JEAN-BAPTISTE BELLOC (Pamiers, 1863- Paris, 1919)


Gilt bronze relief
14 1/2 inches x 9 5/8 inches (36.8 x 24.4 cm)
Signed, lower left: J. B. Belloc
Foundry mark, lower right: L. Perzinka Fondeur

Jean-Baptiste Belloc studied drawing in his hometown of Pamiers, in southeastern France. In 1881 he traveled to Paris to study sculpture at the École des beaux-arts with Jules Dumont, Jean-Marie Bonnassieux, Gabriele-Jules Thomas, and later Antonin Mercié.

Belloc exhibited at the Salon des artistes français from 1888 to 1913, winning an honorable mention in 1889 and a second-place medal in 1890. There he showed works in a variety of materials and sizes, ranging from monumental sculpture, to portrait busts and small-scale statuettes such as the Walkyrie (1899) of silver, gold, bronze, ivory, and precious stones.

In the 1903 Salon d’Automne, Belloc exhibited a bronze statuette titled Danseuse, and it is possible that our relief of a dancer was made around the same time. Her abundant billowing robes recall those of the American modern dancer Loie Fuller (1862-1928), who in 1892 made her debut in Paris, where her pioneering style attracted the attention of many artists, including Henri de Toulouse-Lautrec and Auguste Rodin. While our relief does not appear to be a portrait, it may have been inspired by an interest in the dance and a knowledge of Fuller’s work. The dancer’s flowing robes also recall the windswept drapery in Belloc’s relief Apollo with the Muses of Poetry and Theater on the façade of the Municipal Theater in Tunis, inaugurated in 1902.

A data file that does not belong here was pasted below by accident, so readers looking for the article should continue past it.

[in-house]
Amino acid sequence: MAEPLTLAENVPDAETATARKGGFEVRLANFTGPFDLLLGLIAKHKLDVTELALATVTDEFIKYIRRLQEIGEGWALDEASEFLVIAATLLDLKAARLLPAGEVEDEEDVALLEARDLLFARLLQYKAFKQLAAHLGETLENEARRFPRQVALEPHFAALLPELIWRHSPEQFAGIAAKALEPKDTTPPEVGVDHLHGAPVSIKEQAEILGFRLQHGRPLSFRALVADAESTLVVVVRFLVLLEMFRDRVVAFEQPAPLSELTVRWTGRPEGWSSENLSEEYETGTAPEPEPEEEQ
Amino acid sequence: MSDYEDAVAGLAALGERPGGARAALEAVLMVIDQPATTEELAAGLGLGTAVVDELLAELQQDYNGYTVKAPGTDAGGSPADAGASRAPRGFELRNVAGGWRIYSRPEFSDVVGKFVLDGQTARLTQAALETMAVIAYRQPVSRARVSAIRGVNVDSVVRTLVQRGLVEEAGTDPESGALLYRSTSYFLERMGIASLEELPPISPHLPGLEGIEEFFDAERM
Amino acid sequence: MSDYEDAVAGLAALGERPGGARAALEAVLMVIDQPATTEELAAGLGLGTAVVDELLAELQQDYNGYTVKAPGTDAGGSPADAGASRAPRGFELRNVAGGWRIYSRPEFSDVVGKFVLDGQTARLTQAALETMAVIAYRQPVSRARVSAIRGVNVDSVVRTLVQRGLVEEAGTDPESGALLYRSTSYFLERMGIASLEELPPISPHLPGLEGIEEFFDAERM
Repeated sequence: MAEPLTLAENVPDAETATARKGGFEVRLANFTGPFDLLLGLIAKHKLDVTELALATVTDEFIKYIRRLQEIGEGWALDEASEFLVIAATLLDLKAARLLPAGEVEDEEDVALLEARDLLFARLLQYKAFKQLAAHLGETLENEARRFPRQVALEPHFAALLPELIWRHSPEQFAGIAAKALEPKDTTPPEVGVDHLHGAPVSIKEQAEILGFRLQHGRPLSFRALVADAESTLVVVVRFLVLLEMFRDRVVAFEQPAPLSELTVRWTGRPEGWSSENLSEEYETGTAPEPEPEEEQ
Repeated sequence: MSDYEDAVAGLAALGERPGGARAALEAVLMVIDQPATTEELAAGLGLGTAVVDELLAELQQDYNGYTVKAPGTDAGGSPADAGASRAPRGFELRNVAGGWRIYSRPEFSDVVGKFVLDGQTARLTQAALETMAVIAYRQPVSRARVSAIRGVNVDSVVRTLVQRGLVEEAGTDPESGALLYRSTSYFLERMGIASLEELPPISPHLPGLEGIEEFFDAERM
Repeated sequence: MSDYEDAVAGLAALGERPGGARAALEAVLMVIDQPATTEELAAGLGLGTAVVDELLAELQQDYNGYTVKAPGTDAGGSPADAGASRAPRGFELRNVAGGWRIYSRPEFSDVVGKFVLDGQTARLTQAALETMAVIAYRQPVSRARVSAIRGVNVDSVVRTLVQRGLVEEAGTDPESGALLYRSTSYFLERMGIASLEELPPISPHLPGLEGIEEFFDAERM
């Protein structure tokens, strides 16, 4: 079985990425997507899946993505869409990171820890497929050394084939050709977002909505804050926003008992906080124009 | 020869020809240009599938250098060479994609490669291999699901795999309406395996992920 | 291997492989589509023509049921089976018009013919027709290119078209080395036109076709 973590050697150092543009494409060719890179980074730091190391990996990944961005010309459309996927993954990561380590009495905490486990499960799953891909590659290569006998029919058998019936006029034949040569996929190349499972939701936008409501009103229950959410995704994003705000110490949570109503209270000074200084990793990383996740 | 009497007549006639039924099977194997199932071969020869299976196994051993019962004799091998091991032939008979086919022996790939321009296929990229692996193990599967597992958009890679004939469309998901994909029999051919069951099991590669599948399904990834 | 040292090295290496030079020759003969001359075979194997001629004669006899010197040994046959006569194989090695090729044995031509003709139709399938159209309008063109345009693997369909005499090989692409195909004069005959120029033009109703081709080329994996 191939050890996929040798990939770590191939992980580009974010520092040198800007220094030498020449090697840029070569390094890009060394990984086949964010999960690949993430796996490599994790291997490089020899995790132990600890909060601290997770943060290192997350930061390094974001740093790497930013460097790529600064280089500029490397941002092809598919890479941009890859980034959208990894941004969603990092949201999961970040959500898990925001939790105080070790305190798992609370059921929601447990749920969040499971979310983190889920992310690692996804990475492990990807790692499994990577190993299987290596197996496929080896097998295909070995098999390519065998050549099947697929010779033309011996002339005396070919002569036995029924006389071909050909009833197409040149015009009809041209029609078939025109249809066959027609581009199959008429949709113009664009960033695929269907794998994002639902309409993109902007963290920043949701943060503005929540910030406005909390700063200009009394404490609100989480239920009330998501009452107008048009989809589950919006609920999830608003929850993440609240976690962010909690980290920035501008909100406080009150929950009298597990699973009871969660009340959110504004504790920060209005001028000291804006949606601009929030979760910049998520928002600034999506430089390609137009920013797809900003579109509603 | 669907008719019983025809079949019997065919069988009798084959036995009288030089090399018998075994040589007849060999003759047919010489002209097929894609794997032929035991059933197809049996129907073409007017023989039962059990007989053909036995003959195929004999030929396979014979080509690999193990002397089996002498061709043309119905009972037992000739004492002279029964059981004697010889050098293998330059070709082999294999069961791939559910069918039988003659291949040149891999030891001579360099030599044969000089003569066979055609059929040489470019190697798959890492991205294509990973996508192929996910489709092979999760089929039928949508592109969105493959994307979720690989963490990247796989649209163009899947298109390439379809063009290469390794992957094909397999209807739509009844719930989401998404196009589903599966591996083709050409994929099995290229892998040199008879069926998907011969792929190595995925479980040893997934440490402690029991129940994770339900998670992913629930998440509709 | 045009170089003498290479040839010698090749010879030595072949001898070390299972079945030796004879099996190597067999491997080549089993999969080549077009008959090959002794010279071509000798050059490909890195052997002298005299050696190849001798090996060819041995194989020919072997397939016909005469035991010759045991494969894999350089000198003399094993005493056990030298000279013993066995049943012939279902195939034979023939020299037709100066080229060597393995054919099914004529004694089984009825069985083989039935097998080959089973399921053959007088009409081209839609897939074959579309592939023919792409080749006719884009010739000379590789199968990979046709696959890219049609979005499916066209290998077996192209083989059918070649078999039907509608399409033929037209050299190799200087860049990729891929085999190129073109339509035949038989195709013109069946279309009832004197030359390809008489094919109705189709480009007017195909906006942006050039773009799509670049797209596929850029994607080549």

Belloc began traveling to North Africa in the late 1890s as a sculptor attached to the minister of the colonies. Other major projects there include the statue of General La Moricière for his monument in Constantine, Algeria, and the monument to Justin Massicault, former Resident General of France in Tunisia, in Bizerte. While in Africa Belloc also began a career as an orientalist sculptor, producing small bronzes such as Méhariste triomphant and Cavalier marocain.

For the city of Perpignan, France, Belloc executed numerous works, including the bronze statue of Winged Victory atop the Memorial to the War of 1870-1871, installed on the Promenade des Platanes in 1895, which was later moved to the boulevard Jean Barrat; the bronze Temps futurs, formerly on the square des Platanes (1897, destroyed); the bronze bust of Lazare Escarguel for his monument on the promenade de la Pépinière (destroyed); and the marble sculptural group Printemps et Bacchus for the fountain on the square des Platanes, inaugurated in 1905.

Belloc died in Paris in 1919 and was buried in the family tomb at Saint-Jacques in Perpignan. His widow, Antoinette Petit, a composer and piano teacher, donated many of his works to the Musée Hyacinthe-Rigaud in Perpignan.